Visual History Makes a Difference
During a three-month period in 1994, an estimated 600,000 to 800,000 Tutsi were murdered in Rwanda (between 75 and 80 percent of the total Rwandan Tutsi population) -- that's more than 6,500 people murdered every day for 90 days.
To most of us, the amount of hatred required to instigate and maintain such violence is unthinkable. That's what genocide is about -- hatred for those who are different. It may begin with prejudiced thoughts or stereotypes about a certain group of people. For some, these prejudiced thoughts can lead to acts of bigotry and discrimination. This can then escalate into acts of violence like vandalism, assault, or murder. The Anti-Defamation League describes this as the "pyramid of hate."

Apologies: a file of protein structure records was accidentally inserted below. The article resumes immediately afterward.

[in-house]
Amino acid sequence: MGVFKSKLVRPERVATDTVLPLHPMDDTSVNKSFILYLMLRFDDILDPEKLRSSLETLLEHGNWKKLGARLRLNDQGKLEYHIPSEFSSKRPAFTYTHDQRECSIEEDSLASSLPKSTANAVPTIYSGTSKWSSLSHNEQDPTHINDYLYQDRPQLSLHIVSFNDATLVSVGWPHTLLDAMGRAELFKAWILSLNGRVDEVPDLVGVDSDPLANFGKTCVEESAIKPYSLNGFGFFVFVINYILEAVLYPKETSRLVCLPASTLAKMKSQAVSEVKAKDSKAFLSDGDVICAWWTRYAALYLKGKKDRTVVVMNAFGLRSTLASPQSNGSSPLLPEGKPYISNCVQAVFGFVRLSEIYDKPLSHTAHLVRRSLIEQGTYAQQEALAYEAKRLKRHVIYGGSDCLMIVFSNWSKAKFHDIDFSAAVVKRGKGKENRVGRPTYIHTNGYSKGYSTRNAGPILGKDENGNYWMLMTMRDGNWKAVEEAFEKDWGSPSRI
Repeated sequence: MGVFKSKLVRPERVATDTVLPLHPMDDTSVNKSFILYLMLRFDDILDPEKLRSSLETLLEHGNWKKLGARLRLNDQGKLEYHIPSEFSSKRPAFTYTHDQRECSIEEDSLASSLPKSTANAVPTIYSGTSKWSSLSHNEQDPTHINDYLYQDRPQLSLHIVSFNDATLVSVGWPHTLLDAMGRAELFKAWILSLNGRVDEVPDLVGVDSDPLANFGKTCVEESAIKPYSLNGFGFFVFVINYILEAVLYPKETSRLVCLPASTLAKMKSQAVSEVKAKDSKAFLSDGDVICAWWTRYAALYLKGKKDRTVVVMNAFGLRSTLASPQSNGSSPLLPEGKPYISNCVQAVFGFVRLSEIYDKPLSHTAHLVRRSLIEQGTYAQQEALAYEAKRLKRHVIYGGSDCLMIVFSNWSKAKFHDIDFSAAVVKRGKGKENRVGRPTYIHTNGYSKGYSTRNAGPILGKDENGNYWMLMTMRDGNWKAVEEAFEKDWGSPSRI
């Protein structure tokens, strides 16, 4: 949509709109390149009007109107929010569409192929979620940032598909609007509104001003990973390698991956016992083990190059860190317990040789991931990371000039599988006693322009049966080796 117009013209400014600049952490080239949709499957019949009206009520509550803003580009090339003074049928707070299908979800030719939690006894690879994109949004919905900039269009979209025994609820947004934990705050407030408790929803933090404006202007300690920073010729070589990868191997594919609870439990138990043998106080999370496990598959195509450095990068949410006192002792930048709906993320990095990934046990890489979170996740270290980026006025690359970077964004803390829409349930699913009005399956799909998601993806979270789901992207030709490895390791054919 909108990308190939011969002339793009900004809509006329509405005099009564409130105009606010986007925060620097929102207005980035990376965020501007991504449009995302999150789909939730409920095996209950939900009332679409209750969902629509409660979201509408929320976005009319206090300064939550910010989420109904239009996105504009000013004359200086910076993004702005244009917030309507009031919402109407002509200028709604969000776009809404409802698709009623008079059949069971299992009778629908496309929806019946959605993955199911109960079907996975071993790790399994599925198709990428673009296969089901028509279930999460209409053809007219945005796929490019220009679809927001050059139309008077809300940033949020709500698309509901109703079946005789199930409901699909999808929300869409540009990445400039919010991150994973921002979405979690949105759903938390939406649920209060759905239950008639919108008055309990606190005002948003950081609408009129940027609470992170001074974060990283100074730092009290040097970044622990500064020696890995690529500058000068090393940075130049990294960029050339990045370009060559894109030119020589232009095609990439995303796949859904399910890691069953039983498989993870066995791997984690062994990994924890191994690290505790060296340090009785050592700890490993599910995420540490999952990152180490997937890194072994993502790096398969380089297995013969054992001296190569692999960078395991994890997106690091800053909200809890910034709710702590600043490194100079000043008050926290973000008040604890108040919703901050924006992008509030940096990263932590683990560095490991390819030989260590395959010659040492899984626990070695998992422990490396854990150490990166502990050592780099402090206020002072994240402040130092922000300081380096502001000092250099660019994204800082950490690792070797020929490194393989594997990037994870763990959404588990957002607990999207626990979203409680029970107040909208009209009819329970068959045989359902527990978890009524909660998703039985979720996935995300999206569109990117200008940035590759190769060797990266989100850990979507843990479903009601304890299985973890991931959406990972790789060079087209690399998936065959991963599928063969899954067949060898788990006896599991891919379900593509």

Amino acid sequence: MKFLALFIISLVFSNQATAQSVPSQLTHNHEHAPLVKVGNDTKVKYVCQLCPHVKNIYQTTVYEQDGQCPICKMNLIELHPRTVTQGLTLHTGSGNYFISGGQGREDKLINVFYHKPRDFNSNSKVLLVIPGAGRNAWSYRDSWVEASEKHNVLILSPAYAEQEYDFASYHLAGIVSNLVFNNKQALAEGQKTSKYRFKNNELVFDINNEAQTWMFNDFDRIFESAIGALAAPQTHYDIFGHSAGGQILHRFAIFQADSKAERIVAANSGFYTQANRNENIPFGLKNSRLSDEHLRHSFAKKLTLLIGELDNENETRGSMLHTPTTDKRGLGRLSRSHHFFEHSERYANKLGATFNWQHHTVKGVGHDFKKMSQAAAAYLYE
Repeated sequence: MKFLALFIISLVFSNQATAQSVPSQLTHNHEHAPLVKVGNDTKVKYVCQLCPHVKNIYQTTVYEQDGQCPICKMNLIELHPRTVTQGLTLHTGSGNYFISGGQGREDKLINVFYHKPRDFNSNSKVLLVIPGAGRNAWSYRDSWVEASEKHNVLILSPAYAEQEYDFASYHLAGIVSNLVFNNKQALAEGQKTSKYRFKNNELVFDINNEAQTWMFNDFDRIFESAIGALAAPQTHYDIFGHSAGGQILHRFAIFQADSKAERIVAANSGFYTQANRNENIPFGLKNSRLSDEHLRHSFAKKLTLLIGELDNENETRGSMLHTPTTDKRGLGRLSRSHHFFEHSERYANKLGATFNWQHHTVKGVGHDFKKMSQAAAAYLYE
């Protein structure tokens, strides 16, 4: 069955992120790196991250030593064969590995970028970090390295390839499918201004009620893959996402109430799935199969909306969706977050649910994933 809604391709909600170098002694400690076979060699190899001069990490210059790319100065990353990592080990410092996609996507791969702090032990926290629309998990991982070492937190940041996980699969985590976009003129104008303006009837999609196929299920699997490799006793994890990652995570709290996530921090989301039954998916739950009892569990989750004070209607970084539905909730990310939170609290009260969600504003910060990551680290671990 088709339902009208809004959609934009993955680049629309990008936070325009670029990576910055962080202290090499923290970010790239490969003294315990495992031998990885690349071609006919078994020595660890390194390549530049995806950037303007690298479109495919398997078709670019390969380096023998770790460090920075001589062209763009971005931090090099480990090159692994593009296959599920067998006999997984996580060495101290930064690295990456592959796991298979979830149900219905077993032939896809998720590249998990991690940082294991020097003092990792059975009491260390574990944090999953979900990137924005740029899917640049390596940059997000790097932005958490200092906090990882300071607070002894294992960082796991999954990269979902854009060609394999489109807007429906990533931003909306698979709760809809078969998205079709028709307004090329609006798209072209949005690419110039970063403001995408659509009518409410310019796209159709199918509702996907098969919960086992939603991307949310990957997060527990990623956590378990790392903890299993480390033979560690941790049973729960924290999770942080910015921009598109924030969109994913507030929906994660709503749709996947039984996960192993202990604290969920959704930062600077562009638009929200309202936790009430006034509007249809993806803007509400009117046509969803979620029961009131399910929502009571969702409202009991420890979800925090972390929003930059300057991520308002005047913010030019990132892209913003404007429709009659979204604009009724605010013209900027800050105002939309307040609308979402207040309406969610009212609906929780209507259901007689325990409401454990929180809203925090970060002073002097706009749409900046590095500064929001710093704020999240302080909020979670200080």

Right now, world leaders are debating the crisis in Sudan's Darfur region, trying to decide if the systematic displacement, murders and rapes occurring there can be seen legally as genocide. Again, we're in danger of not learning from our past. But the Survivors of the Shoah Visual History Foundation is working to remind us of the suffering that prejudice, bigotry and hate can bring.
Today, most of us are bombarded with a barrage of information in many formats, so much so that we can easily become desensitized to what's going on around us. Between MP3 players and computers and video game consoles and home theaters, reading text in a book or listening to an audio-taped interview can't compete -- it isn't engaging enough. What makes the testimonies of the Shoah Foundation so compelling is that they are visual histories. If we are to learn from our past, we need to be able to connect to it. When people watch a Shoah testimony, they're given the opportunity to connect to the survivor or witness because it feels like he or she is actually talking to them. As Shoah Foundation CEO Doug Greenberg puts it, "there's something palpably different about watching video."